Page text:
"Young Americans, it turns out, are unexpectedly conservative on abortion butThe Times goes on to suggest that the strong support for gay marriage shows that the young have not become complacent about "sexual rights", whatever their views on abortion. But what it fails to understand is that abortion is a key component in the gospel of life, not a private sexual matter, and not an issue of "sexual rights". Perhaps the young, with their greater zeal for human rights and equality, understands this better than the baby boom generation (of course, there are some troubling signs in the attitude of the young too, such as increasing materialism and narcissism). But it is nonetheless an optimistic sign that the least Republican generation is more, not less, opposed to abortion. It shows that the seamless garment uniting all aspects of the culture of life (not just those most compatible with a particular secular ideology) is alive and well.
notably liberal on gay marriage. Given that 18- to 25-year-olds are the least
Republican generation (35 percent) and less religious than their elders (with 20
percent of them professing no religion or atheism or agnosticism), it is curious
that on abortion they are slightly to the right of the general public. Roughly a
third of Gen Nexters endorse making abortion generally available, half support
limits and 15 percent favor an outright ban. By contrast, 35 percent of 50- to
64-year-olds support readily available abortions. On gay marriage, there was not
much of a generation gap in the 1980s, but now Gen Nexters stand out as more
favorably disposed than the rest of the country. Almost half of them approve,
compared with under a third of those over 25."
What about the gay marriage results? I believe this issue is over, and will rapidly become as accepted as contraception and divorce. This, however, puts the Church in a tricky spot. But there is a way out. As I noted recently, the moral issues involved in gay marriage are nowhere close to those surrounding the sanctity of life. While the legalization of homosexual unions has clear implications for public morality, it ultimately deals with fundamentally private acts. John Courtney Murray defended the decriminalization of contraception precisely on these grounds. As conservative George Weigel noted in making distinctions between the shades of morality, "contraception is a matter of "conjugal morality and the sixth commandment" while abortion is a matter of "public justice and the fifth commandment". But homosexuality is also a sixth commandment matter.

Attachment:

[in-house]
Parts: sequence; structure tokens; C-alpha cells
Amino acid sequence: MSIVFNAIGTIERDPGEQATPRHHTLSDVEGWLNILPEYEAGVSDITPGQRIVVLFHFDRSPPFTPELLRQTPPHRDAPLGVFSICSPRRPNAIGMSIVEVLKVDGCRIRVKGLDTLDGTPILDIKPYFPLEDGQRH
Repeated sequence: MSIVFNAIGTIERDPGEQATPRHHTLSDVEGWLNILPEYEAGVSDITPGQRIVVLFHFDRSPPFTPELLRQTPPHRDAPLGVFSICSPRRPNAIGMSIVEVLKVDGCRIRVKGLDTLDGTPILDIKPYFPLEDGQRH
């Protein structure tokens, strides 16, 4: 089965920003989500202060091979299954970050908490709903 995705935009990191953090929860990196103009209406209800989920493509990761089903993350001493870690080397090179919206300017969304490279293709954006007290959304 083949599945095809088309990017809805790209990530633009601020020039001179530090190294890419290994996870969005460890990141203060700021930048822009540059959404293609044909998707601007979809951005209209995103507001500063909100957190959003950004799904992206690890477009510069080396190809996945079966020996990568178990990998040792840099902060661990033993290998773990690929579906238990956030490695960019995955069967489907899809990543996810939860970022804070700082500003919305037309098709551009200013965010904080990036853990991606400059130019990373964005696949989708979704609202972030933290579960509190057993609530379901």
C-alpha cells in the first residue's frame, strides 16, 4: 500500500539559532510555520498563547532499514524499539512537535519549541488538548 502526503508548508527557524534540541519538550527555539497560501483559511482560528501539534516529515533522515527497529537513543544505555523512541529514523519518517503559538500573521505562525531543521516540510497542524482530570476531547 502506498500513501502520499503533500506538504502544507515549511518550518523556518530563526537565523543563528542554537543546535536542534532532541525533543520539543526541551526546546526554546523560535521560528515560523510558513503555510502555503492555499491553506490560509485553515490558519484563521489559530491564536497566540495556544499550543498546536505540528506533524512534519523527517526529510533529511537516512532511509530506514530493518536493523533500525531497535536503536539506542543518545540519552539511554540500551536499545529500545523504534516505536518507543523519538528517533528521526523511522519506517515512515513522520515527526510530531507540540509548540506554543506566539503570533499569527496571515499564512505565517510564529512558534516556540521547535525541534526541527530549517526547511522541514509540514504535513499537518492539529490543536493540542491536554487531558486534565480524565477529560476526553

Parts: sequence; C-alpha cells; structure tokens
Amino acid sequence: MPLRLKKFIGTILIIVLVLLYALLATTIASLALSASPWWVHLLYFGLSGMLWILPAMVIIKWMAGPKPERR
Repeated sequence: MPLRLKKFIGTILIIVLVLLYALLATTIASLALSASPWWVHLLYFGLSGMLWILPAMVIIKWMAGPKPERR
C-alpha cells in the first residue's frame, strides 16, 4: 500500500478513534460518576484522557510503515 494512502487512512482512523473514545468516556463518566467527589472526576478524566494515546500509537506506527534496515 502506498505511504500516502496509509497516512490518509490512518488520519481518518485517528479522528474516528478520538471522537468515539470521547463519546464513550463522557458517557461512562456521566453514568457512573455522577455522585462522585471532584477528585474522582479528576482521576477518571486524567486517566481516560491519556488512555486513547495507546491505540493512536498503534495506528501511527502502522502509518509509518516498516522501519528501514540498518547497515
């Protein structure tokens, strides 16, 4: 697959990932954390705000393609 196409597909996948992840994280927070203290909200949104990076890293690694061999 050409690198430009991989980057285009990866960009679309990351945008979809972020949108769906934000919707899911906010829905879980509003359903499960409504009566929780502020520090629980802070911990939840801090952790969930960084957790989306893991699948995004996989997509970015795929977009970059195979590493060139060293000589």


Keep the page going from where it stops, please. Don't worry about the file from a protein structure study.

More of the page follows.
Of course, the legal recognition of homosexual unions has clear public morality implications. But then again, so do contraception and, especially, divorce. And anyway, the public implications are automatically diminished by the current state of secular marriage which (to put it mildly) falls far short of the sacramental ideal. One of the core arguments put forth by the Congregation for the Doctrine of the Faith is that the legal recognition of homosexual unions spreads "erroneous beliefs" about marriage and sexuality. But could it get much worse in the era of serial monogamy and Britney Spears? And even when the law has a role to play, Murray thought it should be as minimal as possible. In this regard, given the strong support for gay marriage among the young in particular, rigid opposition could backfire. It would be a shame to alienate a generation that is eminently persuadable on gospel of life issues, including abortion. But this does not mean the Church has to accept the legitimacy of gay marriage. Far from it. But by accepting the secular arrangement, and thereby making a cleaner distinction between secular marriage and the sacrament, the Church could enhance its teaching role. And here, everybody benefits.